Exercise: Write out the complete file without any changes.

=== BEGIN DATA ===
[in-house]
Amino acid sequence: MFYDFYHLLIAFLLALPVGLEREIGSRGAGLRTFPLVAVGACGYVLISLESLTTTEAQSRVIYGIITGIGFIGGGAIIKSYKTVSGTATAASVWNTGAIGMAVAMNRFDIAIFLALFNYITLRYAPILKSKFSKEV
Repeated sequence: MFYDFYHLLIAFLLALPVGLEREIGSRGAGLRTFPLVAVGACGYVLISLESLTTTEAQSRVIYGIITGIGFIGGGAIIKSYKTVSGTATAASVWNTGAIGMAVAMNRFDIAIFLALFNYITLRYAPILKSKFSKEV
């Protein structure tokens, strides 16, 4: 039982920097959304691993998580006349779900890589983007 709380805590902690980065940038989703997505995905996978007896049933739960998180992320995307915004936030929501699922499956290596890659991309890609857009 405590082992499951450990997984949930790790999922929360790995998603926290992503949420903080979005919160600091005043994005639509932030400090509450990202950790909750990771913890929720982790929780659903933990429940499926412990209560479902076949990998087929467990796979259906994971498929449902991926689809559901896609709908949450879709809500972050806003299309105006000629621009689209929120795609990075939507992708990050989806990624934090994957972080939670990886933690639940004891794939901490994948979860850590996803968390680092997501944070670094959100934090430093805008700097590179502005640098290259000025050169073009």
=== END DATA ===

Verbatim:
[in-house]
Amino acid sequence: MFYDFYHLLIAFLLALPVGLEREIGSRGAGLRTFPLVAVGACGYVLISLESLTTTEAQSRVIYGIITGIGFIGGGAIIKSYKTVSGTATAASVWNTGAIGMAVAMNRFDIAIFLALFNYITLRYAPILKSKFSKEV
Repeated sequence: MFYDFYHLLIAFLLALPVGLEREIGSRGAGLRTFPLVAVGACGYVLISLESLTTTEAQSRVIYGIITGIGFIGGGAIIKSYKTVSGTATAASVWNTGAIGMAVAMNRFDIAIFLALFNYITLRYAPILKSKFSKEV
């Protein structure tokens, strides 16, 4: 039982920097959304691993998580006349779900890589983007 709380805590902690980065940038989703997505995905996978007896049933739960998180992320995307915004936030929501699922499956290596890659991309890609857009 405590082992499951450990997984949930790790999922929360790995998603926290992503949420903080979005919160600091005043994005639509932030400090509450990202950790909750990771913890929720982790929780659903933990429940499926412990209560479902076949990998087929467990796979259906994971498929449902991926689809559901896609709908949450879709809500972050806003299309105006000629621009689209929120795609990075939507992708990050989806990624934090994957972080939670990886933690639940004891794939901490994948979860850590996803968390680092997501944070670094959100934090430093805008700097590179502005640098290259000025050169073009």